2008 Reading Rundown

I was horrified at the tiny number of books I read in 2007 (wedding stress plus, okay, the addition of a large amount of X-rated X-Files fanfic to my PDA) so decided to keep a log of the books I read in 2008. I didn’t bother to record any of the cookbooks I read and probably missed out one or two photography books too but am happy enough with the 26 I did record, it seems a decent number for a working adult with a life and various other addictions.

Here’s an executive summary for anyone who might find it useful.

5 stars:

  • On Chesil Beach (Ian McEwan): Perfect distillation of McEwan’s best abilities unmarred by any of his failings. [My entry]
  • Epileptic (David B): Interesting plot, but it’s the complex, surreal drawings which elevate this to extraordinary. [My entry]
  • Stuart: A Life Backwards (Alexander Masters): Funny, illuminating and really sad. The choice of a “backwards” narrative (Stuart’s idea) is spot on. [My entry]
  • Never Let Me Go (Kazuo Ishiguro): Elegantly unfolded plot, wonderfully perceptive writing. [My entry]
  • The Road (Cormac McCarthy): Literary triumph, real life downer – it’s transporting, but be warned that it transports you to a meticulously imagined post-apocalyptic world of almost unremitting bleakness.
  • Nine Parts Of Desire: The Hidden World Of Islamic Women (Geraldine Brooks): Engaging, often surprising, and (came across as) mostly balanced. It made me want to read further into the topic.
  • Understanding Exposure (Bryan Peterson): A really accessible and useful introduction to the topic for this photography noob.

4 stars:

  • Memoirs Of My Melancholy Whores (Gabriel Garcia Marquez): Much of what is wonderful about Garcia Marquez’s writing, in a shorter and more accessible package. [My entry]
  • In The Bedroom (Andre Dubus): Even if you’re not much of a short story person (neither am I), these are some of the most masterfully written short stories I’ve ever read. I’d never heard of Dubus or this book until Karen pressed it into my hands, and am grateful for the recommendation.
  • What Is The What (Dave Eggers): The story of the Lost Boys of Sudan is worth reading in itself, but Eggers also does a great job of telling it.
  • An Artist Of The Floating World (Kazuo Ishiguro): Last read this as a teenager and still find its particular insights into Japanese society interesting.

3.5 stars:

  • Northern Lights (Philip Pullman): Rather too dull to unseat C.S. Lewis’s Narnian chronicles, but its ambition is impressive.
  • Black Swan Green (David Mitchell): Pleasant and well-written, but while I can’t think of any flaws I can’t remember much of the book at all.
  • What The Dead Know (Laura Lippman): I haven’t read many crime novels, but if they’re all this riveting I should read more of them.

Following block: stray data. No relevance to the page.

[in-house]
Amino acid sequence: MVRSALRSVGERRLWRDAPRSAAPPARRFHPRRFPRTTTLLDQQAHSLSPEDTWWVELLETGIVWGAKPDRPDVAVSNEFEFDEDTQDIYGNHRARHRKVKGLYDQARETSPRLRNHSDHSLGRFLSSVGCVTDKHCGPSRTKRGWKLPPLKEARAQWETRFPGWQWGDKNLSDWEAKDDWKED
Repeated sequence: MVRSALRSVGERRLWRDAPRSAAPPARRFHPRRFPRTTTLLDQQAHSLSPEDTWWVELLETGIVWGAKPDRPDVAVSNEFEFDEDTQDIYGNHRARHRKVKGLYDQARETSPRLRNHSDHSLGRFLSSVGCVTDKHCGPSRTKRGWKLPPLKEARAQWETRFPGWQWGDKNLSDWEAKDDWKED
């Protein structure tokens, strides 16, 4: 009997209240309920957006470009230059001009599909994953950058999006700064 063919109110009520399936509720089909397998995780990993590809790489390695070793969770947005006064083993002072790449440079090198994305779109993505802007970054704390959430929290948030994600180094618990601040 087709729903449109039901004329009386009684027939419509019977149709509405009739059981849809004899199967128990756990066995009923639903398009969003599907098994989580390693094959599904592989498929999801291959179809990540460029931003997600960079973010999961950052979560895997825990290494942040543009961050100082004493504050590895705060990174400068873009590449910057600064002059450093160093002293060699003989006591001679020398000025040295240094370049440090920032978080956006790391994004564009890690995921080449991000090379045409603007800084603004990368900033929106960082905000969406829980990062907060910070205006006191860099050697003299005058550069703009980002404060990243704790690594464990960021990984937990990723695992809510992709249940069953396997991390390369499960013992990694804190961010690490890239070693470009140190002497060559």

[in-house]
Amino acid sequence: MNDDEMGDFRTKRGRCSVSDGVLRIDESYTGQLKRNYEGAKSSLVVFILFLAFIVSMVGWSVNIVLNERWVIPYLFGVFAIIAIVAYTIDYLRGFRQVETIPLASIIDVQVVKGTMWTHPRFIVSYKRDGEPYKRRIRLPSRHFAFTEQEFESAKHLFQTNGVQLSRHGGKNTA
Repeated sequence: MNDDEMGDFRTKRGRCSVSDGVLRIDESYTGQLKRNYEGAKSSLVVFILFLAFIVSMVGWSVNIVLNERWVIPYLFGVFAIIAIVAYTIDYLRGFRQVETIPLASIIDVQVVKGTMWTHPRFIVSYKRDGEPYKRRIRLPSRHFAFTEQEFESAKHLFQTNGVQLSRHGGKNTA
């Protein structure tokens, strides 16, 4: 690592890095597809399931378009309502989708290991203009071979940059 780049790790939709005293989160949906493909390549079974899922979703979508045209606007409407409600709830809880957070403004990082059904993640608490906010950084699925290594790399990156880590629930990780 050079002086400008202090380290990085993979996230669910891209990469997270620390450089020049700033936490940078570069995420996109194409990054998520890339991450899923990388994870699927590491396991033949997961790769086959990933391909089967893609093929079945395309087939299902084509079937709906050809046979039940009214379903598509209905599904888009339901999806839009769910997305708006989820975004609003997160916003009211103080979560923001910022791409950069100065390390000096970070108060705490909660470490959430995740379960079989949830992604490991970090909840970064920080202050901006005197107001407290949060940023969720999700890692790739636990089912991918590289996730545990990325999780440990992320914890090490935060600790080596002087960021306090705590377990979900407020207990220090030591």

3 stars:

  • When You Are Engulfed In Flames (David Sedaris): Fine if you’ve never read him, but disappointing compared to any of his previous books.
  • Wide Sargasso Sea (Jean Rhys): Impressive if you think of it as ambitious fanfic, otherwise it’s rather unsatisfying despite the good writing.
  • The Wasp Factory (Iain Banks): Passably diverting account of a disturbed teen and his freaky little universe. Might gross out the squeamish.
  • The Shadow Of The Wind (Carlos Ruiz Zafon): Enjoyable enough as an escapist romp through a fantasy Barcelona, but a tad overlong and predictable.
  • The Harmony Silk Factory (Tash Aw): Its ambition somewhat exceeds its execution, but am glad a Malaysian-born author got famous with a book steeped in Malaysia and I’ll keep an eye out for what Tash Aw comes up with next.
  • Water For Elephants (Sara Gruen): Unmemorable writing but the story’s great fun, especially if you counted Mr Galliano’s Circus among your favourite childhood books too.
  • Magic For Beginners (Kelly Link): Whimsical, dark short stories. Good while you’re reading them, but forgettable afterwards.
  • The Somnambulist (Jonathan Barnes): A “fantasy London” book. Promising first half, but second half lost steam and went a bit nuts.
  • Learning To See Creatively (Bryan Peterson): Good reminders and examples of things you probably already know.
  • Understanding Shutter Speed (Bryan Peterson): Not as immediately inspiring as Understanding Exposure, but perhaps I’ll think differently when I experiment more with shutter speed.

2 stars:


  1. Northern Lights: The rest of the trilogy kind of makes it all a bit more interesting. It’s like Lord of the Rings in that respect (and probably a couple of others, but I’m no book reviewer), it takes a while to get going.

    What is the What: Beautiful stuff, I thought. A bit long though – it just made it too heavy to carry on the tube…

  2. Matt: Oh, I gave up Lord of the Rings halfway in boredom. Have read The Hobbit probably about 10 times though! I’ll still read the next book in the Northern Lights trilogy if I come across it, though it’s rather annoyingly not in my local library. Re: weight of What Is The What, methinks you need a MANBAG.

  3. Tetanus – what a score! I hope you enjoy it – I found it really bleak at first, but kept reading because the quality of writing was undeniable, and it eventually grew on me. He is able to immerse you so completely in his characters and their inner lives within the confines of a short story.

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